The New York Times’s Nicholas Kristof visited the World Economic Forum at Davos last week and came back impressed by the idea of social entrepreneurship. As his column observes today:
But perhaps the most remarkable people to attend aren’t the world leaders or other bigwigs.
Rather, they are the social entrepreneurs. Davos, which has always been uncanny in peeking just ahead of the curve to reflect the zeitgeist of the moment, swarmed with them. . . .
Glad as I am to have such an accomplished and thoughtful writer as Mr. Kristof celebrate the concept of social entrepreneurship, I felt some clarification was in order as to its so-called Davos connections. I posted the following comment on the NYT web site earlier today. Since a Times Select account is required in order to view columns and post comments (they are experiencing a bit of a financial pinch as you may know), I have reprised my comment below. I will have more on the annual Davos spectacle later in the week.
It is unfortunate that the World Economic Forum at Davos was the catalyst for Mr. Kristof’s insightful column. Davos is not exactly the spiritual center of the social entrepreneurial movement, conventional wisdom notwithstanding. I first wrote about the idea of social enterprise in 1977 (that’s not a misprint), and it has been a continuing part of my venture capital activity for more than three decades. Mr. Kristof’s observation about Davos being “ahead of the curve” on this point is therefore somewhat amusing, though I am sure well intentioned.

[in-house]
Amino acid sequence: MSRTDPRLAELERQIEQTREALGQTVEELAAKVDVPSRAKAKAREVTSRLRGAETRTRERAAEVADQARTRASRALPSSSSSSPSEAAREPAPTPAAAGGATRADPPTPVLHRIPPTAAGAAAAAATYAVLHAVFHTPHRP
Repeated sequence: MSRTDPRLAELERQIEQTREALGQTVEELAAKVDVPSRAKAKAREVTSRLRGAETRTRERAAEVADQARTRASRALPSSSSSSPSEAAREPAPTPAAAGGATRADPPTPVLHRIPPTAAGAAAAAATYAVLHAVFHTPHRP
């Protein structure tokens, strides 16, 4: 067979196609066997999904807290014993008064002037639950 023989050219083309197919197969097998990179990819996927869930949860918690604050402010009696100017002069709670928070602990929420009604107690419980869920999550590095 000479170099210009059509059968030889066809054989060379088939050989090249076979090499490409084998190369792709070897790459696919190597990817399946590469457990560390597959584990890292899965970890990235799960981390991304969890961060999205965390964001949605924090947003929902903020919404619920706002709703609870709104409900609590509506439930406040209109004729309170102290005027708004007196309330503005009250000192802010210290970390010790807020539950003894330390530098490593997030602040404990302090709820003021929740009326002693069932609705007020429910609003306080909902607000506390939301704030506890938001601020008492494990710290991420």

One of the more interesting new dimensions to the social enterprise field are the knowledge innovators who are using the Internet and social media tools to help empower individual stakeholders in their dealings with business and government, which generally suffer from an imbalance of information, power and resources. Whether the goal is helping to make consumers better informed or citizens more efficacious in tackling issues from global trade to global warming, you can anticipate far-reaching changes in the way institutions function because of the work of these knowledge entrepreneurs in the years ahead. I suspect this will not be something the disciples of Davos will wish to encourage too strongly.
The fact remains that Davos attracts only a tiny portion of this amazingly transformative force in the world. Most are too busy or too modest to contemplate a trip up the mountain and would, in any event, feel uncomfortable, as many others do, with this annual display of overreaching ego and power. Davos has essentially become the CES (Consumer Electronics Show) of CEOs.
That’s not where self-respecting social entrepreneurs want to be.